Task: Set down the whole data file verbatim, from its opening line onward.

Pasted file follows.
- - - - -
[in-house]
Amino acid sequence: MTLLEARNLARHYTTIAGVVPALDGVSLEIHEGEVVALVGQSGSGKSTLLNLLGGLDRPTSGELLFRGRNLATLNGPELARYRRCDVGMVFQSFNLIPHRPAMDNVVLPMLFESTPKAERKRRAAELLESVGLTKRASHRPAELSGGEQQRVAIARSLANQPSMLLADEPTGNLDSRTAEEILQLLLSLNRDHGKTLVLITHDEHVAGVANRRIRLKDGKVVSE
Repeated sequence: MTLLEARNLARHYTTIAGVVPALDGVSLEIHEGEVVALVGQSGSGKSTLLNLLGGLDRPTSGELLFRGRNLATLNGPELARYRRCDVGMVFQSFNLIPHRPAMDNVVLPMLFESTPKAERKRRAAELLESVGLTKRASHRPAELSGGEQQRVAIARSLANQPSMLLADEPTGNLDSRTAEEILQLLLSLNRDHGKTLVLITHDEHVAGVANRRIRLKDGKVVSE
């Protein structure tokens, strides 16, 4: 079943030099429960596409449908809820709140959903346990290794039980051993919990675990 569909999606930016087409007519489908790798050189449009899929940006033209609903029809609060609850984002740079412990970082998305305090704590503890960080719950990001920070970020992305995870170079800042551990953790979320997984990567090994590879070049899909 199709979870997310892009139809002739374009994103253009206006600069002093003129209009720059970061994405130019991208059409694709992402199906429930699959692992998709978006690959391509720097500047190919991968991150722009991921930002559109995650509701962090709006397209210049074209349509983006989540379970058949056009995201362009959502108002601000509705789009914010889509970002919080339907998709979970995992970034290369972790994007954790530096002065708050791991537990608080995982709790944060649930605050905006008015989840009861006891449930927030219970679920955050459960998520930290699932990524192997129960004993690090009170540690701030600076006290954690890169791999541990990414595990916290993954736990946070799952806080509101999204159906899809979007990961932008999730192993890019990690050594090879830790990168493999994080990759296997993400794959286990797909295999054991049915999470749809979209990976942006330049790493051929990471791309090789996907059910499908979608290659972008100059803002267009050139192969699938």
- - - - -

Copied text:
[in-house]
Amino acid sequence: MTLLEARNLARHYTTIAGVVPALDGVSLEIHEGEVVALVGQSGSGKSTLLNLLGGLDRPTSGELLFRGRNLATLNGPELARYRRCDVGMVFQSFNLIPHRPAMDNVVLPMLFESTPKAERKRRAAELLESVGLTKRASHRPAELSGGEQQRVAIARSLANQPSMLLADEPTGNLDSRTAEEILQLLLSLNRDHGKTLVLITHDEHVAGVANRRIRLKDGKVVSE
Repeated sequence: MTLLEARNLARHYTTIAGVVPALDGVSLEIHEGEVVALVGQSGSGKSTLLNLLGGLDRPTSGELLFRGRNLATLNGPELARYRRCDVGMVFQSFNLIPHRPAMDNVVLPMLFESTPKAERKRRAAELLESVGLTKRASHRPAELSGGEQQRVAIARSLANQPSMLLADEPTGNLDSRTAEEILQLLLSLNRDHGKTLVLITHDEHVAGVANRRIRLKDGKVVSE
């Protein structure tokens, strides 16, 4: 079943030099429960596409449908809820709140959903346990290794039980051993919990675990 569909999606930016087409007519489908790798050189449009899929940006033209609903029809609060609850984002740079412990970082998305305090704590503890960080719950990001920070970020992305995870170079800042551990953790979320997984990567090994590879070049899909 199709979870997310892009139809002739374009994103253009206006600069002093003129209009720059970061994405130019991208059409694709992402199906429930699959692992998709978006690959391509720097500047190919991968991150722009991921930002559109995650509701962090709006397209210049074209349509983006989540379970058949056009995201362009959502108002601000509705789009914010889509970002919080339907998709979970995992970034290369972790994007954790530096002065708050791991537990608080995982709790944060649930605050905006008015989840009861006891449930927030219970679920955050459960998520930290699932990524192997129960004993690090009170540690701030600076006290954690890169791999541990990414595990916290993954736990946070799952806080509101999204159906899809979007990961932008999730192993890019990690050594090879830790990168493999994080990759296997993400794959286990797909295999054991049915999470749809979209990976942006330049790493051929990471791309090789996907059910499908979608290659972008100059803002267009050139192969699938």